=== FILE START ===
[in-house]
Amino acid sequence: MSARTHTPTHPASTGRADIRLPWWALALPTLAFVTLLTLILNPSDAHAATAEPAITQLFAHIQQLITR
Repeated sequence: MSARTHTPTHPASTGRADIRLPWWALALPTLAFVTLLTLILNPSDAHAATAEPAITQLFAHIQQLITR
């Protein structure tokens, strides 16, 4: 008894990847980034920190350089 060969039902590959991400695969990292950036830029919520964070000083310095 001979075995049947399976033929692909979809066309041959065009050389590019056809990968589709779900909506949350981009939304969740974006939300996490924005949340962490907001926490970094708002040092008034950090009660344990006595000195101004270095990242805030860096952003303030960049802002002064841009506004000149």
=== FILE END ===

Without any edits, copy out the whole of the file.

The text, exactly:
[in-house]
Amino acid sequence: MSARTHTPTHPASTGRADIRLPWWALALPTLAFVTLLTLILNPSDAHAATAEPAITQLFAHIQQLITR
Repeated sequence: MSARTHTPTHPASTGRADIRLPWWALALPTLAFVTLLTLILNPSDAHAATAEPAITQLFAHIQQLITR
């Protein structure tokens, strides 16, 4: 008894990847980034920190350089 060969039902590959991400695969990292950036830029919520964070000083310095 001979075995049947399976033929692909979809066309041959065009050389590019056809990968589709779900909506949350981009939304969740974006939300996490924005949340962490907001926490970094708002040092008034950090009660344990006595000195101004270095990242805030860096952003303030960049802002002064841009506004000149």